Singleton is on New England Highway (A15)
This lookout offers good views over the Hunter River flood plains. Facilities at the lookout include toilets, children's playground, rubbish bins and a large turning circle for caravans to park and turn around.
Turn west off the New England Highway at the northern entrance to Singleton, onto Maison Dieu Road (signposted to the Industrial area). Travel 1 kilometre then turn left onto Hambledon Hill Road. After 600 metres turn right onto Lookout Road where it is signposted to Apex Lookout.
This Museum was established in 1911. It is housed within the Singleton Army Camp, 8 kilometres south of Singleton, and is open to the public. Guided tours are available for groups. The museum tells the story of the Infantry Soldier from colonial days through to current operations. Throughout the galleries and exhibitions the profile of the Australian Infantry Soldier is displayed with actual weapons, uniforms, equipment, maps, medals, pictures, stories, personal letters and videos, as used during these operations. Other significant exhibitions include a historical display of the Royal New South Wales Regiment and the Royal Australian Regiment. There is a picnic-barbecue area with light refreshments on offer and souvenirs for sale. Open: Wednesday to Sunday 9.00am-4.00pm (Closed Monday and Tuesday, Public Holidays and the whole month of November) There is a small admission charge.
From the north, turn right off the New England Highway, 5.5 kilometres south of the Hunter River which is at the northern end of Singleton onto Range Road. The museum is 4.5 kilometres on the right.
From the south, turn left off the New England Highway, 11 kilometres northwest of Branxton, onto the Golden Highway. Travel 6 kilometres, turn right onto Range Road and the museum is 350 metres on the left.
Set in spacious gardens creating a unique atmosphere of peace, this convent is the Motherhouse of the Sisters of Mercy. The gracious buildings date back to the mid nineteenth century, and display remarkable architectural beauty. Take a tour of the grounds and enjoy the uniquely peaceful historic Convent, Museum and Chapel all set in a stunning garden atmosphere. Do not underestimate this site. It will surprise and delight you. Conducted tours tell the story of the Sisters and the Convent and must be pre-booked.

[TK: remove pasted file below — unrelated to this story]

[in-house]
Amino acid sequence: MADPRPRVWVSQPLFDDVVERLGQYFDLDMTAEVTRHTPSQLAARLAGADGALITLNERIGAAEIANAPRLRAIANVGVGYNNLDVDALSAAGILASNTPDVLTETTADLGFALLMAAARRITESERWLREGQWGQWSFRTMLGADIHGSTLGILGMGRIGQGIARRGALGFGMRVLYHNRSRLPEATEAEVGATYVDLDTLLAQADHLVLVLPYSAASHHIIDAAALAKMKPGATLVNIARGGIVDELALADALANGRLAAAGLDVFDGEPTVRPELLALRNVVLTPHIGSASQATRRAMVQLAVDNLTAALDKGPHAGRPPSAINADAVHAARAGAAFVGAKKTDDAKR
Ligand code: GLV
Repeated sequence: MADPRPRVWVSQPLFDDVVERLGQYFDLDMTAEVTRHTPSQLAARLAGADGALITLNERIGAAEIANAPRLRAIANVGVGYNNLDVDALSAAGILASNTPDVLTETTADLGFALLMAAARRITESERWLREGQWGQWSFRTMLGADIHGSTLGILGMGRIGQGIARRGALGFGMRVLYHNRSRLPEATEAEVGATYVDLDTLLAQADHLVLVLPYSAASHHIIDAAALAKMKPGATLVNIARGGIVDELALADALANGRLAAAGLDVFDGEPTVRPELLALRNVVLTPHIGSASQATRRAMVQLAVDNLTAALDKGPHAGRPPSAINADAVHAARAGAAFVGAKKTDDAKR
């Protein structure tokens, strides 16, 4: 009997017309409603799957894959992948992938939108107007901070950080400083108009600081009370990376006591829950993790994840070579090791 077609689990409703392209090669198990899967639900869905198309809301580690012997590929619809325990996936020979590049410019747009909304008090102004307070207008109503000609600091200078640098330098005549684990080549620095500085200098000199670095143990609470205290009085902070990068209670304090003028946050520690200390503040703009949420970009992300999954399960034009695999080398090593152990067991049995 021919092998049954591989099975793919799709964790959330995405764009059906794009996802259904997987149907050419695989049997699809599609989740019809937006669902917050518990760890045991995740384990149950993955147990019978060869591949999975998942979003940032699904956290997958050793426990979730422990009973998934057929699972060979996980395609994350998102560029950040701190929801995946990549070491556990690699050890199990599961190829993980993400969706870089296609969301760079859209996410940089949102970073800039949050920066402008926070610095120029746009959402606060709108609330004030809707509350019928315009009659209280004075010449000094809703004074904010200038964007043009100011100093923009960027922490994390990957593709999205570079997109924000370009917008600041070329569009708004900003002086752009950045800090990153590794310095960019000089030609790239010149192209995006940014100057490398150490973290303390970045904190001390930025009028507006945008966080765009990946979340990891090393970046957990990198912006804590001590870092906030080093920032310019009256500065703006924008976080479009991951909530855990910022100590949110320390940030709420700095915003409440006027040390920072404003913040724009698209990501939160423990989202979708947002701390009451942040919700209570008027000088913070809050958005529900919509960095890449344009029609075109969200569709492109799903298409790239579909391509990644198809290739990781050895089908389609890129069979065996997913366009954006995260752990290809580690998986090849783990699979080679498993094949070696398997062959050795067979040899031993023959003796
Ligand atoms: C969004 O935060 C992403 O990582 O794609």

From the north, veer left off the New England Highway at Singleton immediately after crossing the Hunter River. Follow this road around to the left then turn right at the T-intersection onto Queen Street. The convent is 450 metres on the left adjacent to St Patricks Church.
From the south, veer left off the New England Highway at the northern end of Singleton's CBD, onto Campbell Street. At the first roundabout turn right onto John Street. Follow this street under the highway for 800 metres and the convent is on the left adjacent to St Patricks Church.
This museum is housed in the old courthouse (c1841) which later became a municipal council building, was preceded by two lock up cells built on the site in 1840. The Society was granted the use of the building in 1963. The aim of the society is to preserve artefacts used by the Aboriginal inhabitants, European settlers and residents of the area for the appreciation of present and future generations. The museum reflects these aims through its displays and research activities. From an original horse drawn ambulance cart to furniture, farm machinery to kitchenware, the museum has something for everyone.
The museum is in Burdekin Park which is beside the New England Highway. 600 metres south of the Hunter River in Singleton on the western side of the highway.
The sundial stands as a visible link between the old and the new, a modern work of art and an ancient method of time telling. It should get accolades for being both big and useful. It was the major feature of the 1988 Bicentennial Riverside Park Project. The sundial formed a gateway to the Hunter River with it’s picnic areas and recreational and sporting facilities. Construction of the Sundial was financed by contributions from the mining industry and community groups within and around Singleton. It is alleged that it is the biggest monolithic sundial in the Southern Hemisphere weighing in at 300 tonnes. It can be accessed at all times.
From the north, veer left off the New England Highway at Singleton immediately after crossing the Hunter River. Follow this road around to the left then turn left at the T-intersection onto Queen Street. Follow this street which becomes John Street for 700 metres then turn right at the traffic lights onto Ryan Avenue. The sundial is 800 metres on the right in Rose Point Park, opposite Woolworths Supermarket where there is plenty of parking.
From the south, veer left off the New England Highway at the northern end of Singleton onto Hunter Street (first left after 'KFC'). After 700 metres cross over John Street at the traffic lights onto Ryan Avenue and the sundial is 800 metres on the right in Rose Point Park, opposite Woolworths Supermarket where there is plenty of parking.